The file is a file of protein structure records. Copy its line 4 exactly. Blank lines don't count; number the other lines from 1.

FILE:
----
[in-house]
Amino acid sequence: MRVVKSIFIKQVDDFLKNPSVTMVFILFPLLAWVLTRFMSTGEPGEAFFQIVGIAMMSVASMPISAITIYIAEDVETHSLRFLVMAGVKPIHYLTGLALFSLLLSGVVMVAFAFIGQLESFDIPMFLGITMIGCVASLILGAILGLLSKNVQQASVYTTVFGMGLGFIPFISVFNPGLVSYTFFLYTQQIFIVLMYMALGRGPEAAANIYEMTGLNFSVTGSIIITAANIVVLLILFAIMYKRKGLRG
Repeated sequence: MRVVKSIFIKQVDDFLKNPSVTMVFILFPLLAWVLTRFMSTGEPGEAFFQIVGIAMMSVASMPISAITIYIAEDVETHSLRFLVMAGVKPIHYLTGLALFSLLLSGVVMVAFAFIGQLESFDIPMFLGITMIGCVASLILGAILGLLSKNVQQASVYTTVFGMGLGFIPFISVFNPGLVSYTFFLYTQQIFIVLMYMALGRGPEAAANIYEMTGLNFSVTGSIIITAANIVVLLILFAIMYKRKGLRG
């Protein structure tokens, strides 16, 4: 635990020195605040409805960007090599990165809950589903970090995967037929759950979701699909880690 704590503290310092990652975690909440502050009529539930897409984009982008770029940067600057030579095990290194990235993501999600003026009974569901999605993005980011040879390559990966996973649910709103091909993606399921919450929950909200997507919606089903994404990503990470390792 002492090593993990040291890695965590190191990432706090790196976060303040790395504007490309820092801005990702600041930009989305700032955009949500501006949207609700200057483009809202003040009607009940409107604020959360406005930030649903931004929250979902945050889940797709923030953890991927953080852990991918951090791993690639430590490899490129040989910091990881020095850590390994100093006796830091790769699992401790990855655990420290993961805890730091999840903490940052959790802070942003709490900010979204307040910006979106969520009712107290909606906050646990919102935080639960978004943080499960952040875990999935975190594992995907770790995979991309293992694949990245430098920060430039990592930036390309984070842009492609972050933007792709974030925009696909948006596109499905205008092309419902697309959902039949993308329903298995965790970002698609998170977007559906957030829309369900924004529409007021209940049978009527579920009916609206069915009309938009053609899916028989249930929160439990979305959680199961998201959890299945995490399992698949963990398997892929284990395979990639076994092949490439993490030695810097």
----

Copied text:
């Protein structure tokens, strides 16, 4: 635990020195605040409805960007090599990165809950589903970090995967037929759950979701699909880690 704590503290310092990652975690909440502050009529539930897409984009982008770029940067600057030579095990290194990235993501999600003026009974569901999605993005980011040879390559990966996973649910709103091909993606399921919450929950909200997507919606089903994404990503990470390792 002492090593993990040291890695965590190191990432706090790196976060303040790395504007490309820092801005990702600041930009989305700032955009949500501006949207609700200057483009809202003040009607009940409107604020959360406005930030649903931004929250979902945050889940797709923030953890991927953080852990991918951090791993690639430590490899490129040989910091990881020095850590390994100093006796830091790769699992401790990855655990420290993961805890730091999840903490940052959790802070942003709490900010979204307040910006979106969520009712107290909606906050646990919102935080639960978004943080499960952040875990999935975190594992995907770790995979991309293992694949990245430098920060430039990592930036390309984070842009492609972050933007792709974030925009696909948006596109499905205008092309419902697309959902039949993308329903298995965790970002698609998170977007559906957030829309369900924004529409007021209940049978009527579920009916609206069915009309938009053609899916028989249930929160439990979305959680199961998201959890299945995490399992698949963990398997892929284990395979990639076994092949490439993490030695810097």